Category Archives for Homeless Statistics

Homeless Statistics

HOMELESS STATISTICS

Homelessness statistics must be addressed.

Alarming ABS (Australian Bureau of Statistics) facts showing that one in 200 Australians are homeless, obviates an urgency to address this escalating need.

Homelessness is fundamentally reliant on housing for a meaningful solution.

This is why our commonwealth government committed to the NRAS (national rental affordability scheme) to invest in affordable rental housing, thereby increasing the supply of new affordable housing, reduced rentals and encouraged large scale investing.

elements of medicine and health, pills and stethoscope

Statistics on homeless citizens show that serious health consequences arise as a result of exposure to the elements.

WHAT IS OUR GOVERNMENT DOING ABOUT IT?

The Australian government has provided approximately $250 million per year for homelessness initiatives.  That is a lot of money. Trouble is, strings are attached. It appears that the right arm all too often doesn’t know what the left arm is doing!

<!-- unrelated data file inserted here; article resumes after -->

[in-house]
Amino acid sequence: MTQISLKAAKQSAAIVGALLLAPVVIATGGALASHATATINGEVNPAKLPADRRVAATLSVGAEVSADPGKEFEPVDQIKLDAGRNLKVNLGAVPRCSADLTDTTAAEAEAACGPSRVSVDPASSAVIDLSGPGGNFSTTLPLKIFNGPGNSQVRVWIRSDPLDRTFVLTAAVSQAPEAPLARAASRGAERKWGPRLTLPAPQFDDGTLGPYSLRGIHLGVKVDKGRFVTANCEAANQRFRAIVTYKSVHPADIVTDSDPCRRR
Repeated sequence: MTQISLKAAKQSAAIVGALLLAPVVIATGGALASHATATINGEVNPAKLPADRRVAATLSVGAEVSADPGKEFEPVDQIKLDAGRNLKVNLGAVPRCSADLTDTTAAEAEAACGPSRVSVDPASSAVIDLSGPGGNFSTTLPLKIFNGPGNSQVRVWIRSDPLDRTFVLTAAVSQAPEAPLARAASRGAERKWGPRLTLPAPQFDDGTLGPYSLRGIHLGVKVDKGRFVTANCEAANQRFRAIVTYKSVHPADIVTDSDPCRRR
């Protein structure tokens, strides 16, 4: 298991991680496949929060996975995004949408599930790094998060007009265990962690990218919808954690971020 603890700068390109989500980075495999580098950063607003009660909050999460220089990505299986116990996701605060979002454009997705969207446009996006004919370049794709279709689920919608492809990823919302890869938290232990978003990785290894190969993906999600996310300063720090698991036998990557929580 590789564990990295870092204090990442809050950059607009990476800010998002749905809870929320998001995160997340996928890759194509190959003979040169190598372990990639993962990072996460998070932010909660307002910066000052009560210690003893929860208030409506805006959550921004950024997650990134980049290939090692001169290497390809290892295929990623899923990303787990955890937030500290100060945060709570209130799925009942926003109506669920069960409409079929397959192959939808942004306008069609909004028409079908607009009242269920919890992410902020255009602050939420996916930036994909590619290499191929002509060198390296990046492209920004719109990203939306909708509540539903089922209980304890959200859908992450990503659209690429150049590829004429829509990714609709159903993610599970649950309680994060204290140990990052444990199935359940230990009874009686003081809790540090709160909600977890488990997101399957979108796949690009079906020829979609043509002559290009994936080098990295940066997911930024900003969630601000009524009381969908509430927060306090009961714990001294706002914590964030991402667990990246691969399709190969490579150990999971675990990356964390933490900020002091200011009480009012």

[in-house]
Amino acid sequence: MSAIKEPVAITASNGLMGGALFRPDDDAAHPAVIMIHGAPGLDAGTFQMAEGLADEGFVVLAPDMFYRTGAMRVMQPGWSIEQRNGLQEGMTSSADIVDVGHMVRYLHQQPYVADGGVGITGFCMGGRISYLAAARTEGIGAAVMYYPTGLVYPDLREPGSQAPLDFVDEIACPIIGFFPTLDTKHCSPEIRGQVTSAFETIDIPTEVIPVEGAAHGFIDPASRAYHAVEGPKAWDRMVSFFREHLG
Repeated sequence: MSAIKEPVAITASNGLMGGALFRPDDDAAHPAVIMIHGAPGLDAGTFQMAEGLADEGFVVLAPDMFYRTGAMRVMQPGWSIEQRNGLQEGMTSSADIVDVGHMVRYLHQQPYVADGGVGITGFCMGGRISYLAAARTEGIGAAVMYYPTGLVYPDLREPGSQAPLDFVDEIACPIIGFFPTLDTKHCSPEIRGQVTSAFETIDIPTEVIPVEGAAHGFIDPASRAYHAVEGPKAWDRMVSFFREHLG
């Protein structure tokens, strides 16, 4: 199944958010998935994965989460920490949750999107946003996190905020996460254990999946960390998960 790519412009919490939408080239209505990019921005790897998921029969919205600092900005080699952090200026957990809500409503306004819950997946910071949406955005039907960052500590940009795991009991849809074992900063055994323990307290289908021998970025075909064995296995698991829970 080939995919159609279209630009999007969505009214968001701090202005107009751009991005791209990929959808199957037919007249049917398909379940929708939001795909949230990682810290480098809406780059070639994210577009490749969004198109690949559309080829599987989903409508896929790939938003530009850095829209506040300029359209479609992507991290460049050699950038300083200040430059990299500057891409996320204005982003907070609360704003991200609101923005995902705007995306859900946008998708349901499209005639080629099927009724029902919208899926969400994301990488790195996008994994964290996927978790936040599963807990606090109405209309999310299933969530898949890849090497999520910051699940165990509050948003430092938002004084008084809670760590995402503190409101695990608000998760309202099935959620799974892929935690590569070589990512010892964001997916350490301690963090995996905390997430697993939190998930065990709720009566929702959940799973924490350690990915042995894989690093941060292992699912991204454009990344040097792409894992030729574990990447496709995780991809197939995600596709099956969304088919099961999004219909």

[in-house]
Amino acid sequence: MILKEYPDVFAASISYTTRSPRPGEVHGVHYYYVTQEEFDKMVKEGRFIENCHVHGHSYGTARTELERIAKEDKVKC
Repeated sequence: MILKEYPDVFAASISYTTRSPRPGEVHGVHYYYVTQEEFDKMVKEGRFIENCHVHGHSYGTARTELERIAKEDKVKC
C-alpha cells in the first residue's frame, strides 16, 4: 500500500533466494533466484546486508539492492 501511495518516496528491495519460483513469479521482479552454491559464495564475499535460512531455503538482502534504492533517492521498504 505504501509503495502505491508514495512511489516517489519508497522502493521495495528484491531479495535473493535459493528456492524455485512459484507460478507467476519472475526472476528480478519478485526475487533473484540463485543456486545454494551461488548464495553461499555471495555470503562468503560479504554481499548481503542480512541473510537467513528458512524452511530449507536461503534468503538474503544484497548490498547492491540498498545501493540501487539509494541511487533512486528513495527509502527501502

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Homeless Statistics

Homeless Statistics

Important Homeless Statistics and Facts

Homelessness is prevalent in Australia and is very common in large cities like Sydney and Brisbane.  The homelessness statistics indicate that one (1) in every two hundred (200) Australians will be homeless on any given night. About 17, 845 of these homeless people are children under 10 years old.  Owing to this surprising and devastating number, there is a need to look at the issue and work together to transform the situation.

How is Homelessness in Australia defined?

Homelessness in Australia is defined as a situation where a person does not have favorable accommodation and are currently living in any of the following circumstances:

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Causes of Homelessness

The Causes of Homelessness

The faces of the homeless are diverse in Australia.  While the majority of homeless are men, there are also significant amounts of homeless woman, children and families on the streets or in transitional housing. Continue reading